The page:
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Act II, Scene 4
The scene is a room in the Boar’s Head Tavern. Two lowly waiters enter. Their conversation reveals that Hal has baited Falstaff by giving him five apples with wrinkled skins, and identifying the knight as the sixth. At Doll Tearsheet’s request, musicians have been sent for. Quickly compliments Doll Tearsheet on her improved health (her red rose color, due not to health but to the excessive drinking of wine). When Falstaff enters, Doll Tearsheet tells him that she will remain friends with him since he is going to war. The first waiter announces the arrival of Pistol who wants to talk to Falstaff. Doll angrily denounces him as a “swaggering rascal” and a “foul-mouthed rogue.” She says that no swaggerers are welcome in her establishment.
Falstaff is talking freely to Doll sitting on his lap, completely unaware that Hal and Poins, disguised, have come into the room. He tells Doll that the Prince is a shallow fellow. When Doll remarks that Poins has a good wit, Falstaff says “hang him baboon”--Falstaff disagrees. He is tolerated only because he is young and wild like the Prince. Hal and Poins condemn the slander and cowardly behavior of Falstaff. Suddenly Falstaff recognizes Hal. Hal rebukes him for talking about him so indecently and says that he has heard every word. Falstaff gives all sorts of excuses for his defense. Then Peto enters saying that the King is at Westminster and messengers have arrived from the north. Moreover a dozen captains are asking for Falstaff. The Prince regrets having wasted his time when there is a commotion in the country and asks for his sword and coat and bids Falstaff good night. Bardolph says that Falstaff must leave at once for court. The women are sad at his departure and Doll says that her heart is bursting with grief and asks him to take care.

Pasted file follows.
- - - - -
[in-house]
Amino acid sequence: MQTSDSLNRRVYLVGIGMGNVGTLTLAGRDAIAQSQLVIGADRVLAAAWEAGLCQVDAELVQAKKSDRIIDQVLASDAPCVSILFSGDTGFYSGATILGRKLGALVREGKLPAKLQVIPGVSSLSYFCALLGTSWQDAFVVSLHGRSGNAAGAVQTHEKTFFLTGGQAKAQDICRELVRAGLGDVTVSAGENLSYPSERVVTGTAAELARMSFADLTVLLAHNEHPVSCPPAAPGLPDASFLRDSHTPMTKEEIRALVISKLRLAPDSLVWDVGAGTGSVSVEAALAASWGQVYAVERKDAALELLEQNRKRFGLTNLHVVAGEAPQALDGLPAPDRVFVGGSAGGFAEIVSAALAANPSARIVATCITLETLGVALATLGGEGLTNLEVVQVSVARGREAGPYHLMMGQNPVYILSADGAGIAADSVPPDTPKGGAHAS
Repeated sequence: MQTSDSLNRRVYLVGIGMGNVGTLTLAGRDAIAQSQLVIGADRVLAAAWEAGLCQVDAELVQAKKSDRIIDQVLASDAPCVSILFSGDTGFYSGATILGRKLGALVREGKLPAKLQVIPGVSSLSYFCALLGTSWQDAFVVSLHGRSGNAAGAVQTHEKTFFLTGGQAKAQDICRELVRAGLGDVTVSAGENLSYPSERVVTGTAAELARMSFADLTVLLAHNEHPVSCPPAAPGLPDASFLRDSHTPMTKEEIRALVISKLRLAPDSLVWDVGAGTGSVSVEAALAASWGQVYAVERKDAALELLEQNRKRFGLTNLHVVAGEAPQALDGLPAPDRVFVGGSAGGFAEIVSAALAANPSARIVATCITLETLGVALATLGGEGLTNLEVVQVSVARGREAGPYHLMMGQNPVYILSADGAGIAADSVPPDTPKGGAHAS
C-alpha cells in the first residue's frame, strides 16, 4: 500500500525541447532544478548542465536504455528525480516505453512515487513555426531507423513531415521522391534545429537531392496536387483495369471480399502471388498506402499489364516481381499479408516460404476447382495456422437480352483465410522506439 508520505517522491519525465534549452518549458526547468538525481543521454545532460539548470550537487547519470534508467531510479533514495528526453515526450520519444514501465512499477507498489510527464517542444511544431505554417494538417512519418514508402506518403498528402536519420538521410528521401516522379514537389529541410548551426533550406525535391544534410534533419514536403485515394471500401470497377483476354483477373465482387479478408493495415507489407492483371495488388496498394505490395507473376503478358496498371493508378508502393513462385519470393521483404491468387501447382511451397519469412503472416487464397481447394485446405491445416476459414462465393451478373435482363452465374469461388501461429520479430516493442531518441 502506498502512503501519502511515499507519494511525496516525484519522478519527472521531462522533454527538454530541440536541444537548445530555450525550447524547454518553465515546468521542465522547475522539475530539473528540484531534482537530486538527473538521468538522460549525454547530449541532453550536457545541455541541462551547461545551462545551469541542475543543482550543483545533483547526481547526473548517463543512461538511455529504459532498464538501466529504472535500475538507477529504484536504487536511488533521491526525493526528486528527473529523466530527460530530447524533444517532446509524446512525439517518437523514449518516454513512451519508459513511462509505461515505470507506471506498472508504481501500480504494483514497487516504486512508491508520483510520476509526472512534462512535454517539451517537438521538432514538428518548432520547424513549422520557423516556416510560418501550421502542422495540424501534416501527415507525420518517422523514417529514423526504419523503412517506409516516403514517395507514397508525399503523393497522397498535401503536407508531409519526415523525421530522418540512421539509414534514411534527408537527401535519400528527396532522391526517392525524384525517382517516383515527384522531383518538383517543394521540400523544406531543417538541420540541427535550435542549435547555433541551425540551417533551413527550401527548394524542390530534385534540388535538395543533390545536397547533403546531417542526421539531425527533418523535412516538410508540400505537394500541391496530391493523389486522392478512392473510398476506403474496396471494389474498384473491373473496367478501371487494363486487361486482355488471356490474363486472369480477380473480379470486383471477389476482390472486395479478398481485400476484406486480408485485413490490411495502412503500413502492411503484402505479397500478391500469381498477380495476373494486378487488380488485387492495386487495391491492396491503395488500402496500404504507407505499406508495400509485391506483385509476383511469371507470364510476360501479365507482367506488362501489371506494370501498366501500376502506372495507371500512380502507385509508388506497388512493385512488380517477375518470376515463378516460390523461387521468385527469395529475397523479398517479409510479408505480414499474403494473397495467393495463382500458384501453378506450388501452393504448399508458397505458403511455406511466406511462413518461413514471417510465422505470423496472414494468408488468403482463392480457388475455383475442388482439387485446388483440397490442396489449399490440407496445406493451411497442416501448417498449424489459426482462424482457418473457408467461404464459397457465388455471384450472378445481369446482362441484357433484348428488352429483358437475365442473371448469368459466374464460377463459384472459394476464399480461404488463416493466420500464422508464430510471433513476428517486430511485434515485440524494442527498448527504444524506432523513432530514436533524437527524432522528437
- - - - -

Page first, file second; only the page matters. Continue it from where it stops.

This scene presents the initial encounter between Falstaff and Hal. The rebellion is heightened along with the comic subplot.
Mistress Quickly’s speech has surely a rich flavor. Temperality, pulsidge, extraordinarily can be translated as temper, pulse, and ordinarily. Temperality combines temper and quality. Pulsidge conveys an impression of fullness that is extremely apt. Extraordinarily suggests much better than usual. She uses the word canaries to mean wine (Canary is a sweet wine). She confuses it with “canaries” a lively dance. Another interesting usage is “perfumes the blood.” Perfume can mean inflame, spreading, or perfuse. Again she says “good heart’s worth gold.” She implies that good name is better than riches.
Falstaff says that women who are quiet must be sick. Falstaff says that Doll tempts him to loose living and so he becomes bloated; gluttony and venereal diseases are associated with a swollen figure. Here Falstaff’s association with a prostitute like Doll shows his character. His loose immoral way of life is made clear here. The hostess says that Doll and Falstaff are like two dry toasts which cannot meet but grate one another.
Then comes Pistol: Quickly refers to Pistol as “captain.” Sarcastically Doll exclaims, how can such a man like Pistol be called a captain: “And captains were of my mind, they would truncheon you out, for taking their names upon you before you have earned them.” Doll’s comment is aimed at many Elizabethan captains. The uniform of the captain was easily imitated, for it consisted of nothing more distinctive than a sword, a scarf, and plumes. Pistol refers Doll as a “Galloway nag,” meaning anyone can ride her (he is openly calling her a prostitute).